The hardest challenge a young entrepreneur will face is raising capital. Convincing someone else to believe in your dream takes resilience, planning and a strong presentation. You could be turned away 50 times before you persuade one investor. Are your goals defined? Does your idea have a definite future? Will it make money?
If you can answer yes to each of these questions, you might be ready to build your future business. But startup funding can range from a few hundred to several million dollars, and each outlet has its pros and cons. What are they, and how can they work for you?
Bootstrapping is the self-funding of your company through stretching resources and finances. In short, you're starting your company with just the money and assets you currently have. This is often the ideal choice as it gives you full control of your business, forces you to produce efficiently and carries no debt or obligation to a third party.
Bootstrapping should always be your first option. Unfortunately, most young entrepreneurs don’t have much in assets or money, and if your idea is complex enough, you'll need to bring in outside sources of capital.
Family donations come from just that, your friends and family. Because of this, they don’t have the paperwork requirements of the other debt-funding outlets, and they are usually your first option outside of yourself. Crowdfunding your inner circle for capital in the form of debt can be a great way to raise funds without giving up equity or control in your company.
These grants awarded by the U.S. government typically involve strict criteria, but do not have to be paid back or require a loss of controlling stake. They are, however, difficult to receive and require an extensive application process. Grants are few and far between and often industry-specific—think clean energy, sustainability, biomedical research and nonprofit.
Business loans are a more traditional debt-based funding route. VC firms and investors take losses, but banks do not. Government-backed loans come with low interest rates, but have strict requirements. Personal loans require good credit, higher interest rates and can be difficult for startups with no track record to qualify for. If you go this route, shop around and compare prices beforehand.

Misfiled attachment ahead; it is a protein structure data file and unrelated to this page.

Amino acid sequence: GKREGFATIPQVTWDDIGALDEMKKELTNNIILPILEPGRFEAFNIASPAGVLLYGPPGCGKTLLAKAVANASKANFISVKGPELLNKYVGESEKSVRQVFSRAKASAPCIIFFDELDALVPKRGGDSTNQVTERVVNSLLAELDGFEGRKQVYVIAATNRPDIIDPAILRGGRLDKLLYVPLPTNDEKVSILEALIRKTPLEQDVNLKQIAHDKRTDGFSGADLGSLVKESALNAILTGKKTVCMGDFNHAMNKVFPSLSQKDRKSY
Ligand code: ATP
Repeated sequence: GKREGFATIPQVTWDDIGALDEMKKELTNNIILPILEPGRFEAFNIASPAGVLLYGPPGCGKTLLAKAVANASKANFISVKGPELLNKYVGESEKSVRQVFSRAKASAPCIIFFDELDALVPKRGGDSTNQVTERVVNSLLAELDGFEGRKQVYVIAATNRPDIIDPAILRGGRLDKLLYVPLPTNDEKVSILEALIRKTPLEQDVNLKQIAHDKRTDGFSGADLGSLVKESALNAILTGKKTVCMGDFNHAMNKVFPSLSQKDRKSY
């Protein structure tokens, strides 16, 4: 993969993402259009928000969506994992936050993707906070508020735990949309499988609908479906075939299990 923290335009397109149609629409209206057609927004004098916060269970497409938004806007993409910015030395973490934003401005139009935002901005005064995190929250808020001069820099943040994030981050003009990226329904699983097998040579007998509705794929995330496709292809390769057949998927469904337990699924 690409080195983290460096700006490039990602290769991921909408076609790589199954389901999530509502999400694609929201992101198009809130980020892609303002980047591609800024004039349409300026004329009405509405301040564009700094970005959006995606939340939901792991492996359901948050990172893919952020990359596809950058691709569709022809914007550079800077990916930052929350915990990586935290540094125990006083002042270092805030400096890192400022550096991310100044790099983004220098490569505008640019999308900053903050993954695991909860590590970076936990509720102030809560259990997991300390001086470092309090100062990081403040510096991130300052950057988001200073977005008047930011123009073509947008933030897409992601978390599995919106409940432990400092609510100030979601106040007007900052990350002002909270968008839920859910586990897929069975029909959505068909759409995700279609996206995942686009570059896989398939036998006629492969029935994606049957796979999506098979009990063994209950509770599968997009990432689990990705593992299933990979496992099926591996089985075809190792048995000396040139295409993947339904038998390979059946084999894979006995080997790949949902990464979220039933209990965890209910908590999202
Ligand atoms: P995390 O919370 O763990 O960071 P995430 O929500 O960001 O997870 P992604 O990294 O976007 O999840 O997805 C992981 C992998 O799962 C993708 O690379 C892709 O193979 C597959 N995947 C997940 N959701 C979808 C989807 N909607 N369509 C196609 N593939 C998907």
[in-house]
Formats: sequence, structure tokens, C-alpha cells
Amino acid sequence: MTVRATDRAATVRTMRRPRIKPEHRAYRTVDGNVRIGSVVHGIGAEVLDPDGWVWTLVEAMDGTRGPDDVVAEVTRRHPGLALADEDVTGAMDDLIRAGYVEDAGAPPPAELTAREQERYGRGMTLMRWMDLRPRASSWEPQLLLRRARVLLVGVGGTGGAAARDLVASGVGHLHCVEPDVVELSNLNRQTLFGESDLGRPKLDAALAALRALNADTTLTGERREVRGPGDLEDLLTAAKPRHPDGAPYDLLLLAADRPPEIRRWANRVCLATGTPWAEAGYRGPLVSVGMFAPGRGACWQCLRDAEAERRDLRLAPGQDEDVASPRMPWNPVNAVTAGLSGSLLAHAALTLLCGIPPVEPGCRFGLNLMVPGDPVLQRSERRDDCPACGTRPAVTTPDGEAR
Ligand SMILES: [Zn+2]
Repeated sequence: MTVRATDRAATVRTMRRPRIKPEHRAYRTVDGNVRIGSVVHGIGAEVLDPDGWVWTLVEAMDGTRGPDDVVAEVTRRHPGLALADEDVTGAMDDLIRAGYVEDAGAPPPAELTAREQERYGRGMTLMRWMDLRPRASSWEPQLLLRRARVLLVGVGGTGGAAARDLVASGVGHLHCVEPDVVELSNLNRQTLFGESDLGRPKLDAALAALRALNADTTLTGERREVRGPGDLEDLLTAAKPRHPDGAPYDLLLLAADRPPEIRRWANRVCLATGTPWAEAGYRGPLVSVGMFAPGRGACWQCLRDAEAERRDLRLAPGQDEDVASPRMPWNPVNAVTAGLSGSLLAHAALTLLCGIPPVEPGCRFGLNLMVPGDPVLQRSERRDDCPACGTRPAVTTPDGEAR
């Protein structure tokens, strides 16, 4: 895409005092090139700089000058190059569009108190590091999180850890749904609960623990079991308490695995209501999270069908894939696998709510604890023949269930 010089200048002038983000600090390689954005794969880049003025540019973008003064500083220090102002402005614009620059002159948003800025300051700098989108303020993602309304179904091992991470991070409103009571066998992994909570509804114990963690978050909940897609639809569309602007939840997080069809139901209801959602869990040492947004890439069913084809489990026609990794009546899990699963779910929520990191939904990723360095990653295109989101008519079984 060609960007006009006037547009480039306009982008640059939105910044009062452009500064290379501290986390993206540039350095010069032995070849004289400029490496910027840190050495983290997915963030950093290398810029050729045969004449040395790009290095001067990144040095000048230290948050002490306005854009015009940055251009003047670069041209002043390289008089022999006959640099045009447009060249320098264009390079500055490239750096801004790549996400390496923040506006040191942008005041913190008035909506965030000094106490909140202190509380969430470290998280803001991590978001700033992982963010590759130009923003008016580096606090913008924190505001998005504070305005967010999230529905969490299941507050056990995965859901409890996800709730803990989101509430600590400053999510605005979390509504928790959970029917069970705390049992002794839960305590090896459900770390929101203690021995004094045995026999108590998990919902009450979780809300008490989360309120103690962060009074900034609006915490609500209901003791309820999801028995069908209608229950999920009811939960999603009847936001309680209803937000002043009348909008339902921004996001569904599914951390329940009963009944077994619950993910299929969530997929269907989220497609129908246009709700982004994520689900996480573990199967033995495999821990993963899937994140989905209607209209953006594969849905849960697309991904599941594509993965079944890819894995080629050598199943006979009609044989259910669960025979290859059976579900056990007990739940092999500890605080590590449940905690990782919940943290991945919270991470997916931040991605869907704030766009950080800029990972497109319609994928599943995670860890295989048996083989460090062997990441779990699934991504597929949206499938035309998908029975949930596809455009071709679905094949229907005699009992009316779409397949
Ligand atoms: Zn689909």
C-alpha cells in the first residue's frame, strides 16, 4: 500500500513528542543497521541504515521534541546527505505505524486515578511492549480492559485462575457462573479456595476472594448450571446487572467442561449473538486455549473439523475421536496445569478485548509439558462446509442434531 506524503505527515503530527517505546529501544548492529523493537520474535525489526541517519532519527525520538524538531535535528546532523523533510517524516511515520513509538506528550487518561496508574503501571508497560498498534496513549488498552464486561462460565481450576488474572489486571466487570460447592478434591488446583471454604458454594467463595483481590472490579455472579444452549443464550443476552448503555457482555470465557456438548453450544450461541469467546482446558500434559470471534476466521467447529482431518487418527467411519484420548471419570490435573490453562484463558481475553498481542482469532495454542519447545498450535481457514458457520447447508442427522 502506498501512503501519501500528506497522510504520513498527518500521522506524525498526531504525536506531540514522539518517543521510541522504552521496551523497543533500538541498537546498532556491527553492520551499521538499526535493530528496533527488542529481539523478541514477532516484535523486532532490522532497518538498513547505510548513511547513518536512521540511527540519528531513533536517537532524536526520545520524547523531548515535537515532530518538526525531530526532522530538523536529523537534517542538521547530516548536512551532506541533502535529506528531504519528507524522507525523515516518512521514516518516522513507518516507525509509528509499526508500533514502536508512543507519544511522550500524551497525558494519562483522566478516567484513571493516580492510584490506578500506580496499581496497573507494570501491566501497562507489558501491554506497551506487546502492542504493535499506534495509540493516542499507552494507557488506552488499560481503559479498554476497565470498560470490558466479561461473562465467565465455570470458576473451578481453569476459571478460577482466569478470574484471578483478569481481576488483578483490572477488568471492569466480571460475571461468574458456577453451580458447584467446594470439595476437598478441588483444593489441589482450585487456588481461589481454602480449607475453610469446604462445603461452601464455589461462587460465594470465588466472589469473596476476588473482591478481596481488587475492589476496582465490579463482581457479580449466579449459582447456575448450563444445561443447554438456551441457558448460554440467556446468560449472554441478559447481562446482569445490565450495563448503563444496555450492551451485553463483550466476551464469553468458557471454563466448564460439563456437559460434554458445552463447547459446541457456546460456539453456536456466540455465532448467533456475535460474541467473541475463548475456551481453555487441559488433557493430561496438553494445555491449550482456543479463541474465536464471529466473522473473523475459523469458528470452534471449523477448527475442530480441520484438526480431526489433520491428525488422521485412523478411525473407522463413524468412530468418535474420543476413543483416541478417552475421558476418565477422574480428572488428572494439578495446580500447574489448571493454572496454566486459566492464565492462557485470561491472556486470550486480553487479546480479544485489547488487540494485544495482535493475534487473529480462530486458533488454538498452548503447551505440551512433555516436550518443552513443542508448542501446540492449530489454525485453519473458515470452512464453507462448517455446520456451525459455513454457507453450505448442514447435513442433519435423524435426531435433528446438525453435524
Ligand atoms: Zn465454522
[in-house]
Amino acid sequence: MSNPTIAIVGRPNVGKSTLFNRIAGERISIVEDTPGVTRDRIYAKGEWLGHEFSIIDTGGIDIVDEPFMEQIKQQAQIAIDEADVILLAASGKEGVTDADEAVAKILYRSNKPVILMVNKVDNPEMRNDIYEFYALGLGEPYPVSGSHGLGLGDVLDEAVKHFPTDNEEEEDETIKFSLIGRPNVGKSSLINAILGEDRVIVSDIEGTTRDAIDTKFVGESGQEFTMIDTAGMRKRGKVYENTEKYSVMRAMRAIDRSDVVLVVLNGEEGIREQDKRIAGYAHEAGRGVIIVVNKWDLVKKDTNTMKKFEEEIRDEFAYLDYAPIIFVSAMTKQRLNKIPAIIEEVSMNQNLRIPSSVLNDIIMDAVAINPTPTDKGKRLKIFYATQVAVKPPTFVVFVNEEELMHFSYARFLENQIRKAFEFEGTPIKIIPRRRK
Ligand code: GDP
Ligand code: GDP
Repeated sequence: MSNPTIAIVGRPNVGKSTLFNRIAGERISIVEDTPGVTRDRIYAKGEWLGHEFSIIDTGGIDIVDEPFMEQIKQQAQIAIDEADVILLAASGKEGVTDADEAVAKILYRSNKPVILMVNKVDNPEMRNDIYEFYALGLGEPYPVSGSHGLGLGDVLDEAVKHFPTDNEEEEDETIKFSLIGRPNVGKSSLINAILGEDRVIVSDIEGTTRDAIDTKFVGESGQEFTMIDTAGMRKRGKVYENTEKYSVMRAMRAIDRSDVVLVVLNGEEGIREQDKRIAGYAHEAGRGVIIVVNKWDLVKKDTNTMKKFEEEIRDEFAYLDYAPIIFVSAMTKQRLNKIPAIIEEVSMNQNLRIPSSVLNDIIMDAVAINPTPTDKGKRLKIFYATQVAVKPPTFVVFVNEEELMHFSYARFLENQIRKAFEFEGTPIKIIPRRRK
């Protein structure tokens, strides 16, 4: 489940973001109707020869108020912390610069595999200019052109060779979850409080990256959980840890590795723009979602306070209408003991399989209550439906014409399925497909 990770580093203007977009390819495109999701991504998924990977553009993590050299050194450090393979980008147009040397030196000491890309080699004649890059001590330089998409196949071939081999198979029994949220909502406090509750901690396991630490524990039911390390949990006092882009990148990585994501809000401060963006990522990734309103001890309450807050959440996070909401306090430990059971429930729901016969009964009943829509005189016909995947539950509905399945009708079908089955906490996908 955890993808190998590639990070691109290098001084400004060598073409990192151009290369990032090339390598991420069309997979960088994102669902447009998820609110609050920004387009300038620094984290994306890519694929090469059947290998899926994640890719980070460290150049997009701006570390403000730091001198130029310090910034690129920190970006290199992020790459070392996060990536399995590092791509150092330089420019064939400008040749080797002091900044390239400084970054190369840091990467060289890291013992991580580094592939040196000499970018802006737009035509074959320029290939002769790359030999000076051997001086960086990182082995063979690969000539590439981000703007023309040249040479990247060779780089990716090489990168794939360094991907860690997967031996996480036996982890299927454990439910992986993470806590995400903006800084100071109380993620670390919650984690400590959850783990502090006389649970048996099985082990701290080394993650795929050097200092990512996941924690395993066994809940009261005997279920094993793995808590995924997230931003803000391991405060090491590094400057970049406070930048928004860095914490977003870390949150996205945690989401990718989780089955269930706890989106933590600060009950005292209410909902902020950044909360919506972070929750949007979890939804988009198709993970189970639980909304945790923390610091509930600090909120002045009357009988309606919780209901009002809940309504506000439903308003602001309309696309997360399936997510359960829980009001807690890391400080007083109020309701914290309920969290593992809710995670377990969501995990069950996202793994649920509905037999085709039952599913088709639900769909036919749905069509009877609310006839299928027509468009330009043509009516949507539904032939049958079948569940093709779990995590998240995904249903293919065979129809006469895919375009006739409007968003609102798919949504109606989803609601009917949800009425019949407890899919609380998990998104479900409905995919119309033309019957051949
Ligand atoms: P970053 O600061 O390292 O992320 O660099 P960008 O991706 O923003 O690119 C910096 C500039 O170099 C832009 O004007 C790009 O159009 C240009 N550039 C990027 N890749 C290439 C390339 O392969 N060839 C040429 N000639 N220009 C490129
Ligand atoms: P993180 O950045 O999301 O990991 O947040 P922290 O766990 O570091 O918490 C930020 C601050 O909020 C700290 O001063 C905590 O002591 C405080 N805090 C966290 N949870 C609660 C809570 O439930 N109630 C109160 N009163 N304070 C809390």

Crowdfunding is the pooling of money from many individuals through either an organization or website to support the startup cost of a specific project or company. Contributions may take on the form of donations as well as trading equity or tangible rewards (i.e., merchandise, exclusives and memorabilia) for capital. If you go the rewards-based route, you also retain much more control of your business. (Kickstarter, Crowdfunder, SoMoLend and AngelList are just a few examples.)
Angel investors are high-wealth individuals who provide startup capital to entrepreneurs in exchange for a percentage of equity in the company. This “seed” money is almost always out of pocket and ranges from a few thousand to a couple hundred thousand or more. Angels typically take on a mentor or advisor roles in the company as well, so it's important that they're knowledgeable about your industry. Angel groups consist of multiple angel investors pooling their money together to invest a significantly larger amount in multiple startups. You can research accredited investors at the Angel Capital Association; be sure to look for those in your own region as well as field.
Venture capitalists, like angel investors, exchange startup capital for equity. VCs focus on later-stage funding, usually exceeding an amount of $2 million in capital. Venture capitalists do not pay out of pocket but rather invest other people’s money in the form of private equity, pensions, etc. Because of this, they generally take on high-risk, high-reward companies, like young technology startups, in hopes of them being sold or reaching an IPO. They also take on much more equity in the company along with influencing important business decisions. VCs deal with big money, so ask yourself, can my business make $100 million?
There are plenty of unorthodox ways to fund your venture, like partnering with an established company and trading exclusiveness or first rights for capital. You can also use other projects to pay for your new startup like creating websites, blogs and other outlets that drive advertising revenue. Some entrepreneurs have successfully pitched reality TV shows and use both the money and exposure to initiate their business. Remember: Investors are looking to make money and if you can potentially turn a profit, they will eventually listen.
These are just some of the traditional ways young startups have raised capital, but don’t limit yourself. As your company grows, your funding needs will change. My recommendation? Always try the bootstrapping route first, and then take on outside funding as it becomes needed—nothing is worse than being locked out of the very company you created.
Raj Abhyanker, CEO of LegalForce, Inc., is an Internet entrepreneur and patent attorney. He enjoys building great new things, in diverse spaces, and has created a number of Internet websites, including Fatdoor/TheDealMap (acquired by Google Inc. in July 2011 for $30 million), LegalForce Trademarkia (an Inc. 500/5000 startup), and MacInsider. He is also a member of the Young Entrepreneur Council (YEC), an invite-only organization comprised of the world's most promising young entrepreneurs.
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